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Woodson v. United States

UNITED STATES DISTRICT COURT CENTRAL DISTRICT OF ILLINOIS PEORIA DIVISION


November 5, 2007

MAURICE WOODSON, PETITIONER,
v.
UNITED STATES OF AMERICA, RESPONDENT.

The opinion of the court was delivered by: Joe Billy McDADE United States District Judge

ORDER

Before the Court is the Motion for a Certificate of Appealability filed on September 20, 2007 [Doc. 13] and the Memorandum in Support filed on October 22, 2007 [Doc. 16]. For the reasons set forth below, the Motion is DENIED.

A certificate of appealability may only issue "if the applicant has made a substantial showing of the denial of a constitutional right." Plaintiff argues that his trial counsel was ineffective for failing to explain the differences between cocaine base and crack cocaine. Petitioner states that he believed that the two substances were the same; however, he now understands that each substance carries different penalties. Petitioner asserts that had he known of the difference he would not have pled guilty. He further argues that his plea was not intelligently made as he lacked knowledge of this essential element.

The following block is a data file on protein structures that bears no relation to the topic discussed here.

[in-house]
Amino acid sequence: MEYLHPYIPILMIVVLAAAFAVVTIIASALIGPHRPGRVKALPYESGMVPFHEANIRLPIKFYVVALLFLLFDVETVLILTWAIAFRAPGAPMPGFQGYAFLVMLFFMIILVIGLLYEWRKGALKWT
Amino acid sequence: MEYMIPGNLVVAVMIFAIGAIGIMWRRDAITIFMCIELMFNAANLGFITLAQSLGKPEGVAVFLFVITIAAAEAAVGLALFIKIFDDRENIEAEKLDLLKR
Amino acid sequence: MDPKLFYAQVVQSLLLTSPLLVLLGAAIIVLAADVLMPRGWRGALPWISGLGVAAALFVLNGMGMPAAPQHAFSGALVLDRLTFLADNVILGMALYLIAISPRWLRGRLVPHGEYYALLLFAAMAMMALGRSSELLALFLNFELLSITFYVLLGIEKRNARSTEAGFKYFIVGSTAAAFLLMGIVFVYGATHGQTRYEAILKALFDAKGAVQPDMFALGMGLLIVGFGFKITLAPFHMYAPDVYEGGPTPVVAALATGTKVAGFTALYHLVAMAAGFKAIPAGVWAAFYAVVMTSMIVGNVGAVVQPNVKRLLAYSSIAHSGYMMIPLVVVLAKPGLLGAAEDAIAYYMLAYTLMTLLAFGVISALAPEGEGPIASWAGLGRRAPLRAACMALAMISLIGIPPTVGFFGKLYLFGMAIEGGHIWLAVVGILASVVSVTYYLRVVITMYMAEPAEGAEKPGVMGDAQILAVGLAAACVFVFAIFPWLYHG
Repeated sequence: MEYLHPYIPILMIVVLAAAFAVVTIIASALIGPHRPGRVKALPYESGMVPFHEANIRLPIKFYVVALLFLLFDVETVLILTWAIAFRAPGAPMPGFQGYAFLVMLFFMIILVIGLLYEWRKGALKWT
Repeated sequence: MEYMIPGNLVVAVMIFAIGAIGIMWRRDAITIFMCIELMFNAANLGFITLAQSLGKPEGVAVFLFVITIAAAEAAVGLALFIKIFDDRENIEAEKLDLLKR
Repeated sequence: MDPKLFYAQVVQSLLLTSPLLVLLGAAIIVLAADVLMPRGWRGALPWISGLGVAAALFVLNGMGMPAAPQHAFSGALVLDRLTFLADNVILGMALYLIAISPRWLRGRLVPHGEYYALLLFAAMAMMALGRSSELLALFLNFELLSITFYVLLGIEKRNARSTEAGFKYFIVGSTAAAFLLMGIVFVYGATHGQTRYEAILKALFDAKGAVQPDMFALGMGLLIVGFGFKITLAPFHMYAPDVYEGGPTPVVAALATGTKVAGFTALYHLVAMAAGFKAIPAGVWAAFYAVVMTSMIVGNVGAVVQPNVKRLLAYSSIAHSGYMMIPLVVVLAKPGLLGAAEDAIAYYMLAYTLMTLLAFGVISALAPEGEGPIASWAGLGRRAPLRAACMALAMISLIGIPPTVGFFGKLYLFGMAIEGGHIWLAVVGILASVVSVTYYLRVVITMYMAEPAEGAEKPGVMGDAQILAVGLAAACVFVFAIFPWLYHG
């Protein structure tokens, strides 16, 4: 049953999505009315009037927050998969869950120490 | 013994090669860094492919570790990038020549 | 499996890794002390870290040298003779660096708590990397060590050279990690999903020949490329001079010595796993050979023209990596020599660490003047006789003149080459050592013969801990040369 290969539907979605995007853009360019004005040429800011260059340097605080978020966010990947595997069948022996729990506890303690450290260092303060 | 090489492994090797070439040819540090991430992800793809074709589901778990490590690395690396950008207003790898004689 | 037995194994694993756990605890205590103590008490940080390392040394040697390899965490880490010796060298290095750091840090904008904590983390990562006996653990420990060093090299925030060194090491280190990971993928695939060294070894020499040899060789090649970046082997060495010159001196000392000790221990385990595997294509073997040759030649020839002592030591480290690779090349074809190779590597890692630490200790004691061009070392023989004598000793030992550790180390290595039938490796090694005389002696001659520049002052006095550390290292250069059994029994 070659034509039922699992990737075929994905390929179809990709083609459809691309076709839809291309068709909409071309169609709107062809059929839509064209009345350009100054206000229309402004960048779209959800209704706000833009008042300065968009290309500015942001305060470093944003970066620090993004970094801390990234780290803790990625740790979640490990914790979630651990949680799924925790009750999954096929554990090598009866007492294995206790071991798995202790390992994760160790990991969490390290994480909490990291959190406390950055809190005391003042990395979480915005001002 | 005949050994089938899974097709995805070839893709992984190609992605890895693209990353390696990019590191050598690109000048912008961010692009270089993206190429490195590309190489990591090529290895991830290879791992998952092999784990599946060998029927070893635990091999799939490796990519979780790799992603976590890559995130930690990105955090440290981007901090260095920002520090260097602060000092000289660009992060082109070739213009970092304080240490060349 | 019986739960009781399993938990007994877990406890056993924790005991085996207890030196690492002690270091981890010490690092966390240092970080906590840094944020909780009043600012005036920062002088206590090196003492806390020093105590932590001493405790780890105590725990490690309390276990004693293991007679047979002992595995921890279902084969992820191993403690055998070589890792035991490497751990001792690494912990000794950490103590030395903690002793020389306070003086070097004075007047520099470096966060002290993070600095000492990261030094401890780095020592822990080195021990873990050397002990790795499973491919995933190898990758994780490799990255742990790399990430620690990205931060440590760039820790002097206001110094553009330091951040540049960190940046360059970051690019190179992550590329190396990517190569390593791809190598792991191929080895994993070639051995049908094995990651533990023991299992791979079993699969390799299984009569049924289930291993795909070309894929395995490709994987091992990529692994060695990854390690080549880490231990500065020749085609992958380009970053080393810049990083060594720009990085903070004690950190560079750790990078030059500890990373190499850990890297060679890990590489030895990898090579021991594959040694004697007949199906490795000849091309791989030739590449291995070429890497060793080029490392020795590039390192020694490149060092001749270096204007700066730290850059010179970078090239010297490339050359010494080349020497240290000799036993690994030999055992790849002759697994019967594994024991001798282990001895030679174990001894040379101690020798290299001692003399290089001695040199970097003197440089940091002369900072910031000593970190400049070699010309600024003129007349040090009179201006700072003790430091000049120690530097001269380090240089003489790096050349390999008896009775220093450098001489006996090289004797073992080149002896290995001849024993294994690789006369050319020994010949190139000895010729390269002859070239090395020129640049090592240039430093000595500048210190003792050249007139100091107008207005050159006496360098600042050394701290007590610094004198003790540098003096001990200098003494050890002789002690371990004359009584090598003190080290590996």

In this Court's Order denying Petitioner's Motion to Vacate, Set Aside, or Correct Sentence, this Court found that Petitioner was aware that he was charged with the possession of crack cocaine. Thus, this Court found that even if counsel had failed to inform him of the differences, he suffered no prejudice because he was aware of the differences as indicated in the change of plea colloquy. Petitioner has offered no substantial showing of the denial of a constitutional right. Petitioner argues that had he known of the disparate sentencing for crack and cocaine base, he would not have plead guilty. The only indication that he may have been confused is a brief portion of the change of plea hearing where he indicated that crack and cocaine base meant the same thing in his mind. Such a showing is not "substantial" and does not warrant the issuance of a certificate of appealability in light of other portions of the change of plea colloquy that informed Petitioner of what he was charged with. As such, his request for a Certificate of Appealability is DENIED.

Entered this 5th day of November, 2007

20071105

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